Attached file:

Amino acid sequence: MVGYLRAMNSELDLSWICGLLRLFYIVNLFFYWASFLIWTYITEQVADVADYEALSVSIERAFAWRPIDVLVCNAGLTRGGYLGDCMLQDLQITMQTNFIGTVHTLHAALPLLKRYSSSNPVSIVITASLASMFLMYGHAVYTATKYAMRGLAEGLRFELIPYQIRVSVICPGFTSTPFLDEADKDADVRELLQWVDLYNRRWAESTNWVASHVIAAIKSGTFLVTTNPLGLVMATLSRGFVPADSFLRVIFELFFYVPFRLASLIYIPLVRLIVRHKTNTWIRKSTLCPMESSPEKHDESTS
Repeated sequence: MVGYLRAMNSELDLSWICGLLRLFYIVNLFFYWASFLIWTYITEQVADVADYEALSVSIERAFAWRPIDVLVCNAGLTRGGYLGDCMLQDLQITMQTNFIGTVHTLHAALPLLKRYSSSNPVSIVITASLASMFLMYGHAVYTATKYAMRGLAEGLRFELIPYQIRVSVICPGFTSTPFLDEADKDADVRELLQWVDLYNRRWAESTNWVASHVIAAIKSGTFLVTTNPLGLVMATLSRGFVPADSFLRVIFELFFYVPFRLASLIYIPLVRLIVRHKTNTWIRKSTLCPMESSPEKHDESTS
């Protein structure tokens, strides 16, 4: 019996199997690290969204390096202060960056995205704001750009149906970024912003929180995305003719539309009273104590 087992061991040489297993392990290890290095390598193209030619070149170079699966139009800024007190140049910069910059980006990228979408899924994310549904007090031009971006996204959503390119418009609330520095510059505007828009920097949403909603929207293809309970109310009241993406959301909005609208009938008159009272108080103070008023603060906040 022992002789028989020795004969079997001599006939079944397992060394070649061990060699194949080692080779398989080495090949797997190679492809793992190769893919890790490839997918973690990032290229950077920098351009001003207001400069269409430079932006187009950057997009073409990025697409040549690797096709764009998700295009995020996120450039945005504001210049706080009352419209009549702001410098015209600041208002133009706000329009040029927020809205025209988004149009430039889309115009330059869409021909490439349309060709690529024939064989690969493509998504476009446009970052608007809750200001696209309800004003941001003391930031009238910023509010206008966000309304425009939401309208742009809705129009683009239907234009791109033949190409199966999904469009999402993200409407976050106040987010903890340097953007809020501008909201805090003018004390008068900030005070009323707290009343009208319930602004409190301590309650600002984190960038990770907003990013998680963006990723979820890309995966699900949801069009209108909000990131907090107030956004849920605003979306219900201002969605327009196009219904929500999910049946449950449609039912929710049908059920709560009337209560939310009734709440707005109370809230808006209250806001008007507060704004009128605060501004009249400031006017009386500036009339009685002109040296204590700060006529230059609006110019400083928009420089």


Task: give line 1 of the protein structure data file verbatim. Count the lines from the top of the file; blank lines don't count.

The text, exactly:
Amino acid sequence: MVGYLRAMNSELDLSWICGLLRLFYIVNLFFYWASFLIWTYITEQVADVADYEALSVSIERAFAWRPIDVLVCNAGLTRGGYLGDCMLQDLQITMQTNFIGTVHTLHAALPLLKRYSSSNPVSIVITASLASMFLMYGHAVYTATKYAMRGLAEGLRFELIPYQIRVSVICPGFTSTPFLDEADKDADVRELLQWVDLYNRRWAESTNWVASHVIAAIKSGTFLVTTNPLGLVMATLSRGFVPADSFLRVIFELFFYVPFRLASLIYIPLVRLIVRHKTNTWIRKSTLCPMESSPEKHDESTS